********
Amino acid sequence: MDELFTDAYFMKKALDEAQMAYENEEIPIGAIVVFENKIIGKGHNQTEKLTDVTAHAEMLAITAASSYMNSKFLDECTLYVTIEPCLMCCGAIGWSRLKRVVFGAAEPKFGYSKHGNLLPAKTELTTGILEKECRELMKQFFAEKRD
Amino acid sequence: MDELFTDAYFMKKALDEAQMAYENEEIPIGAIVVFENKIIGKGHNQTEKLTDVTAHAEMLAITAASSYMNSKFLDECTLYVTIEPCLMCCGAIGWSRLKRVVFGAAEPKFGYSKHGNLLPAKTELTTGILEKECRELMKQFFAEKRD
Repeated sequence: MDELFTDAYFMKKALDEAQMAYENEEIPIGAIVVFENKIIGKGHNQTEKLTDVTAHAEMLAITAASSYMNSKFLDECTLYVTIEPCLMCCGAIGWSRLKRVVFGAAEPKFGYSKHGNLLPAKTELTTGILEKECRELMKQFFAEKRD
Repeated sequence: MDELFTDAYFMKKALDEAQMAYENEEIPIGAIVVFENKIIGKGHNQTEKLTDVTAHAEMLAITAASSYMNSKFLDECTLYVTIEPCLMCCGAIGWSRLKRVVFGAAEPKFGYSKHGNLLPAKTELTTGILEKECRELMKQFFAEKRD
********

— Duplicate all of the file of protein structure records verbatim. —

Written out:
Amino acid sequence: MDELFTDAYFMKKALDEAQMAYENEEIPIGAIVVFENKIIGKGHNQTEKLTDVTAHAEMLAITAASSYMNSKFLDECTLYVTIEPCLMCCGAIGWSRLKRVVFGAAEPKFGYSKHGNLLPAKTELTTGILEKECRELMKQFFAEKRD
Amino acid sequence: MDELFTDAYFMKKALDEAQMAYENEEIPIGAIVVFENKIIGKGHNQTEKLTDVTAHAEMLAITAASSYMNSKFLDECTLYVTIEPCLMCCGAIGWSRLKRVVFGAAEPKFGYSKHGNLLPAKTELTTGILEKECRELMKQFFAEKRD
Repeated sequence: MDELFTDAYFMKKALDEAQMAYENEEIPIGAIVVFENKIIGKGHNQTEKLTDVTAHAEMLAITAASSYMNSKFLDECTLYVTIEPCLMCCGAIGWSRLKRVVFGAAEPKFGYSKHGNLLPAKTELTTGILEKECRELMKQFFAEKRD
Repeated sequence: MDELFTDAYFMKKALDEAQMAYENEEIPIGAIVVFENKIIGKGHNQTEKLTDVTAHAEMLAITAASSYMNSKFLDECTLYVTIEPCLMCCGAIGWSRLKRVVFGAAEPKFGYSKHGNLLPAKTELTTGILEKECRELMKQFFAEKRD